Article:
Veiled female news anchor marks wane of secular Egypt

Image: An image grab taken from Egyptian state TV shows Egyptian anchorwoman Fatma Nabil wearing an Islamic headscarf
An image grab taken from Egyptian state TV shows female news anchor Fatma Nabil wearing an Islamic headscarf or hijab while reading the news on Channel 1 in Cairo on Sunday - the first time such headgear has been worn on state television.Egyptian TV / AFP - Getty Images
/ Source: The Associated Press

Wearing a cream-colored headscarf and a dark suit, Fatma Nabil read the 12 o'clock news bulletin on Sunday and became Egypt's first female news presenter ever to appear on state television while wearing a veil.

Nabil and several other female news presenters scheduled to go on air mark the end of a ban on presenters wearing the Muslim head covering, a policy that state TV has enforced throughout the half century of its existence.

A large majority of Egyptian women cover their hair. But under the ousted secular-leaning President Hosni Mubarak and his predecessors, female TV employees who did so would be asked to take jobs away from the cameras. Some sued against the policy and won, but a Ministry of Information run by staunch regime loyalists would ignore the rulings.

The end result was that the faces on state TV mirrored those of the wives of the ruling elite, where the style was set by women like the well-coiffed First Lady Suzanne Mubarak.

Mubarak's overthrow in a 2011 uprising, and the subsequent election of Islamist Mohammed Morsi as president, put a new face on power. Morsi wears an Islamic beard, and the country's new First Lady Naglaa Mahmoud covers not just her hair but the entire upper half of her body, minus her face — a veiling style associated with the working class.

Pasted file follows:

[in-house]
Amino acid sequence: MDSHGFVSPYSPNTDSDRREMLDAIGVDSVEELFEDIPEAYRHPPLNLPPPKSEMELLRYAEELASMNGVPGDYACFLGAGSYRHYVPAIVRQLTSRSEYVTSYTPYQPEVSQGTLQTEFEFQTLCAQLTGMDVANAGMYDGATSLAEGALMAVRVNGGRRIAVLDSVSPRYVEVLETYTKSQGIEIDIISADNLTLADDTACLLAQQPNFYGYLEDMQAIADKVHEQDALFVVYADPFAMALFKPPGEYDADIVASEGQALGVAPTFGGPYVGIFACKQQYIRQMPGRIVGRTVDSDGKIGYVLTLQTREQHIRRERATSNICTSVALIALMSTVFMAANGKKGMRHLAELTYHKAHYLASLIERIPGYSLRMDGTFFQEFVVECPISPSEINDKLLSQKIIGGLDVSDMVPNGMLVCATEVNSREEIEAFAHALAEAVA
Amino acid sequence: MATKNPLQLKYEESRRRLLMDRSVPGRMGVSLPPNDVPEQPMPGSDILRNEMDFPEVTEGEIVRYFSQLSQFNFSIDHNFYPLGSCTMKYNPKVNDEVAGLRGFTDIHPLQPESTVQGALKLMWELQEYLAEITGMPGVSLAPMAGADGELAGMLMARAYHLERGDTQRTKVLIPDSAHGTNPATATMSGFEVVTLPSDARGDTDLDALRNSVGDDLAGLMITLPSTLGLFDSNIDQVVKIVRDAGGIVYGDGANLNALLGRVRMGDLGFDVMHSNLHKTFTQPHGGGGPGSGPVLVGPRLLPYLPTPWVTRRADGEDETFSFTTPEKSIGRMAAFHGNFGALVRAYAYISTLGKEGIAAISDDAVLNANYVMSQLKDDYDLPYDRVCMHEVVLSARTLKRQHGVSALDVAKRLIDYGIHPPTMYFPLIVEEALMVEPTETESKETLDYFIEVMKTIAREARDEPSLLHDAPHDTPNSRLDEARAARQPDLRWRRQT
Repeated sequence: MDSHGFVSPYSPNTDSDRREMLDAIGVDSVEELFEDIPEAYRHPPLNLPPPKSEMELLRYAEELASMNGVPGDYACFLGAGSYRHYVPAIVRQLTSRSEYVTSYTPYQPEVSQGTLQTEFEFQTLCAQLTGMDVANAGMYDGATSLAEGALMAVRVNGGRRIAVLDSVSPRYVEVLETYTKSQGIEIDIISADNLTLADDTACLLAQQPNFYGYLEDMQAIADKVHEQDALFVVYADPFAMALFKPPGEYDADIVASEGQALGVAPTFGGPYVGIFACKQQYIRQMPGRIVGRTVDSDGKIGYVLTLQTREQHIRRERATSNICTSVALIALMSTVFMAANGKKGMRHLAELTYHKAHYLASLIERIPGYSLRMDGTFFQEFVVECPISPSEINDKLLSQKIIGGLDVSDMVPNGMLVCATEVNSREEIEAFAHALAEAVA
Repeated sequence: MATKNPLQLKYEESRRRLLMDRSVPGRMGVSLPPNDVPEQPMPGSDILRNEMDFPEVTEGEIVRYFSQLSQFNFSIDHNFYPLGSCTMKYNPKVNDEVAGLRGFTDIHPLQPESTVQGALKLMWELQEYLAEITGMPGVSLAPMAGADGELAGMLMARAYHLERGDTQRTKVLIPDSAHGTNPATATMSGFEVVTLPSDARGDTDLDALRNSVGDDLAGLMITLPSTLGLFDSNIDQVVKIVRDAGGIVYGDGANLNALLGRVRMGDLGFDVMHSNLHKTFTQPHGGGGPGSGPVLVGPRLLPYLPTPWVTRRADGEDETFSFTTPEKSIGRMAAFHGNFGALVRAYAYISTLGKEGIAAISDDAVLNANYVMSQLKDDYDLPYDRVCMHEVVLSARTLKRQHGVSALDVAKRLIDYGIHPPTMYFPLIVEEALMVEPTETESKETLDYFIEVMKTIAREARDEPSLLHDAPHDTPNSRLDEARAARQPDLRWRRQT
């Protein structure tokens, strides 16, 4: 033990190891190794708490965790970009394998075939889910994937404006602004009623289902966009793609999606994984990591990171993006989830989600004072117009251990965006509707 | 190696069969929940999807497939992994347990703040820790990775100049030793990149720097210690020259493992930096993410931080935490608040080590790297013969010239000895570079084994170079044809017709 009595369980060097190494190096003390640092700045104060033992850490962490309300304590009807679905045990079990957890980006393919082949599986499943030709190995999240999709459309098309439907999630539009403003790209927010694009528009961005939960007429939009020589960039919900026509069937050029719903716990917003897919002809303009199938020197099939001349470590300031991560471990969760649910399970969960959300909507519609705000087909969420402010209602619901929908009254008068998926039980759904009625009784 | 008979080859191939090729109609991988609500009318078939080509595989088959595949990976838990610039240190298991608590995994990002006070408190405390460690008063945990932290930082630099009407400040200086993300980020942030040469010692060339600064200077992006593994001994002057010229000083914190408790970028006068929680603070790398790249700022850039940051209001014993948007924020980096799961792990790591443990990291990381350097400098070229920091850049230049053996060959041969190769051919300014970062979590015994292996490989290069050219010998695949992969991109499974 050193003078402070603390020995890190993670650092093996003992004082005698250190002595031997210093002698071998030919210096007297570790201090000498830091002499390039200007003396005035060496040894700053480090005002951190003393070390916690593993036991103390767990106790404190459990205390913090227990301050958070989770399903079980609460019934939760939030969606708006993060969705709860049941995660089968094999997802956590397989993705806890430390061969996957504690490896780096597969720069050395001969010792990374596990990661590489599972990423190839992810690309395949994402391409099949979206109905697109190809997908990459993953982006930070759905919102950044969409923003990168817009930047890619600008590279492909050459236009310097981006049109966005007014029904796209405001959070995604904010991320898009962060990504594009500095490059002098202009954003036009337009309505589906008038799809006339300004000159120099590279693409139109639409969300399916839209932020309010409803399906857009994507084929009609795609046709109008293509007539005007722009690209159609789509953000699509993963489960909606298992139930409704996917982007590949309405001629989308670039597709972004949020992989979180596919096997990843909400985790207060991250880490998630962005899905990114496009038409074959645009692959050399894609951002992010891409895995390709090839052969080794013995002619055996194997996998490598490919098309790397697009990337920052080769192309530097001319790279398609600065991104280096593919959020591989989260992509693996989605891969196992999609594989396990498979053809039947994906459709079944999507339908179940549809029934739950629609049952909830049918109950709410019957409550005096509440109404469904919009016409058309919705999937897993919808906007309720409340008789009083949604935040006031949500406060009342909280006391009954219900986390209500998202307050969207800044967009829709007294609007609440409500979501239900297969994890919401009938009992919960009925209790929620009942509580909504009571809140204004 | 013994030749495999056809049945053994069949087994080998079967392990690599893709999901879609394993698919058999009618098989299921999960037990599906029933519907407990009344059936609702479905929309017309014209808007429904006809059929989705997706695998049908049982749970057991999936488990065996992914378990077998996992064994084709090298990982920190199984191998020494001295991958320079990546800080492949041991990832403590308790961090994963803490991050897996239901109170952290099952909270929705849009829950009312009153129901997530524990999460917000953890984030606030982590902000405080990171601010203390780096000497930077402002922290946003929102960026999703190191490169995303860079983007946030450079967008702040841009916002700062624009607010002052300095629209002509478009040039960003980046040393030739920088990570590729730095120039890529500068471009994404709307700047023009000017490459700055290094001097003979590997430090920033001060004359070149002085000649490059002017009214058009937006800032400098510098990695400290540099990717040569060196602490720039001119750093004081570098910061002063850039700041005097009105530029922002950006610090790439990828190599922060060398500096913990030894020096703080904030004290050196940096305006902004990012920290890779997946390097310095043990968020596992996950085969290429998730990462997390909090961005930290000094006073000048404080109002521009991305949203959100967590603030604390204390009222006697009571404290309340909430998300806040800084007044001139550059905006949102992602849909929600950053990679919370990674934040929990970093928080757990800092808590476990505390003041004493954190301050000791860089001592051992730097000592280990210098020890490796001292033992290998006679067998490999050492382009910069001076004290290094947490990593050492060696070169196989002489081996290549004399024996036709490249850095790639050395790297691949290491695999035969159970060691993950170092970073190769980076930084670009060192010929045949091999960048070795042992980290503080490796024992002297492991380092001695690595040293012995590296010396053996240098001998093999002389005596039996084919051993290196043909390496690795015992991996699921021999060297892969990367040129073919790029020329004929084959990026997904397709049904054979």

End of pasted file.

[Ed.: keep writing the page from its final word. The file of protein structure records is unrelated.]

The vast majority of Muslim Egyptian women wear some form of head covering — from stylish scarves to Mahmoud's khaimar body-covering to the full face-covering niqab. Privately-owned networks have long employed veiled presenters and many famous actresses have taken the veil and continued to appear in soap operas aired on state TV.

But TV presenters represented one form of employment — others included hotel and airline work — where the government apparently wanted to promote a vision of "modernity" that it considered incompatible with veiling.

Nabil worked for a year in the Muslim Brotherhood TV network Misr 25 after she was barred by TV from appearing on air because of her veil. With Morsi's election and the appointment of the new Information Minister, Salah Abdel-Maksoud, who is a member of the Muslim Brotherhood, she said she was given "the green light" to come back to state TV.

"Now the standards have nothing to do with the veil, which is a personal choice, but are all about professional skills and intellect," she said.

But critics perceive the appearance of veiled women not as a breakthrough in personal freedom but a cosmetic change: State employees they say will still take their cues from the ruling elite, but from an Islamic one rather than a secular one.

In the aftermath of last year's uprising, revolutionary groups said the Ministry of Information should be abolished altogether to ensure media freedom.

Current Information Minister Abdel-Maksoud has said that he will be Egypt's last. But many liberals and journalists are skeptical. They protested the latest shuffle of state editors by the Islamist-dominated upper house of parliament or Shura Council, where most of the 50 new appointees were either Islamists or sympathizers. Egypt's union of journalists has accused the Brotherhood of trying to make the press its mouthpiece.

In several incidents, journalists say, the new editors-in-chief have censored anti-Islamist columnists. In others they have fawned on Morsi as they once did on Mubarak. State-owned October magazine ran a cover page last month depicting the president as a knight riding a horse and with a subtitle, "The revolution takes off."

"I want to see state media tell the truth and to stop serving the ruler, whoever the ruler is," said Farida el-Shoubashi, a media expert. "I don't want the state media to tell me that the president weeps while he prays. I want to know how to the president is going to lift the country's battered economy."

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